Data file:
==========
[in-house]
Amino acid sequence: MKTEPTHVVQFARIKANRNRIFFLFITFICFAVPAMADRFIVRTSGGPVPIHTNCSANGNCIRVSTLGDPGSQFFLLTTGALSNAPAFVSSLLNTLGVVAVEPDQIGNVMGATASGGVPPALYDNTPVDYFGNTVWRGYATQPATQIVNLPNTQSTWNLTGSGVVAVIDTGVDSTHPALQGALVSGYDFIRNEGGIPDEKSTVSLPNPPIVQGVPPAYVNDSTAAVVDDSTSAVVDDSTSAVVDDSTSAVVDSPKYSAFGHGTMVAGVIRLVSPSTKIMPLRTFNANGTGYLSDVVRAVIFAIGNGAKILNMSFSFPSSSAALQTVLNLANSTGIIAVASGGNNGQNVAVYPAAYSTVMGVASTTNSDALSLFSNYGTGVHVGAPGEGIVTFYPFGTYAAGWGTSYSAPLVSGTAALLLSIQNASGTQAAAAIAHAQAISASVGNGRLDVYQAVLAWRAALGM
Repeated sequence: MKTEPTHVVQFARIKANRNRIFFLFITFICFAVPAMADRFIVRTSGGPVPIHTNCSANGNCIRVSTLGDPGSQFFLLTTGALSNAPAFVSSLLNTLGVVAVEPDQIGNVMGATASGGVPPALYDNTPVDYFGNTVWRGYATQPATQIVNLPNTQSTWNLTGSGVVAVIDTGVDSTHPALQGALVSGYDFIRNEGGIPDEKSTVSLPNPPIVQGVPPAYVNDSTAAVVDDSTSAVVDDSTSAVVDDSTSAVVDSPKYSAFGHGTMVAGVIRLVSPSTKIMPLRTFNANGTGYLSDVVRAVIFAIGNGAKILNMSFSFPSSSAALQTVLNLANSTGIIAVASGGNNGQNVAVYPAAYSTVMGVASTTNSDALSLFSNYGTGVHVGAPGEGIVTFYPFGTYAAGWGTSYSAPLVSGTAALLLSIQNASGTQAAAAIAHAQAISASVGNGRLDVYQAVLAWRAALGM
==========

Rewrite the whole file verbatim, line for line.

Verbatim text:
[in-house]
Amino acid sequence: MKTEPTHVVQFARIKANRNRIFFLFITFICFAVPAMADRFIVRTSGGPVPIHTNCSANGNCIRVSTLGDPGSQFFLLTTGALSNAPAFVSSLLNTLGVVAVEPDQIGNVMGATASGGVPPALYDNTPVDYFGNTVWRGYATQPATQIVNLPNTQSTWNLTGSGVVAVIDTGVDSTHPALQGALVSGYDFIRNEGGIPDEKSTVSLPNPPIVQGVPPAYVNDSTAAVVDDSTSAVVDDSTSAVVDDSTSAVVDSPKYSAFGHGTMVAGVIRLVSPSTKIMPLRTFNANGTGYLSDVVRAVIFAIGNGAKILNMSFSFPSSSAALQTVLNLANSTGIIAVASGGNNGQNVAVYPAAYSTVMGVASTTNSDALSLFSNYGTGVHVGAPGEGIVTFYPFGTYAAGWGTSYSAPLVSGTAALLLSIQNASGTQAAAAIAHAQAISASVGNGRLDVYQAVLAWRAALGM
Repeated sequence: MKTEPTHVVQFARIKANRNRIFFLFITFICFAVPAMADRFIVRTSGGPVPIHTNCSANGNCIRVSTLGDPGSQFFLLTTGALSNAPAFVSSLLNTLGVVAVEPDQIGNVMGATASGGVPPALYDNTPVDYFGNTVWRGYATQPATQIVNLPNTQSTWNLTGSGVVAVIDTGVDSTHPALQGALVSGYDFIRNEGGIPDEKSTVSLPNPPIVQGVPPAYVNDSTAAVVDDSTSAVVDDSTSAVVDDSTSAVVDSPKYSAFGHGTMVAGVIRLVSPSTKIMPLRTFNANGTGYLSDVVRAVIFAIGNGAKILNMSFSFPSSSAALQTVLNLANSTGIIAVASGGNNGQNVAVYPAAYSTVMGVASTTNSDALSLFSNYGTGVHVGAPGEGIVTFYPFGTYAAGWGTSYSAPLVSGTAALLLSIQNASGTQAAAAIAHAQAISASVGNGRLDVYQAVLAWRAALGM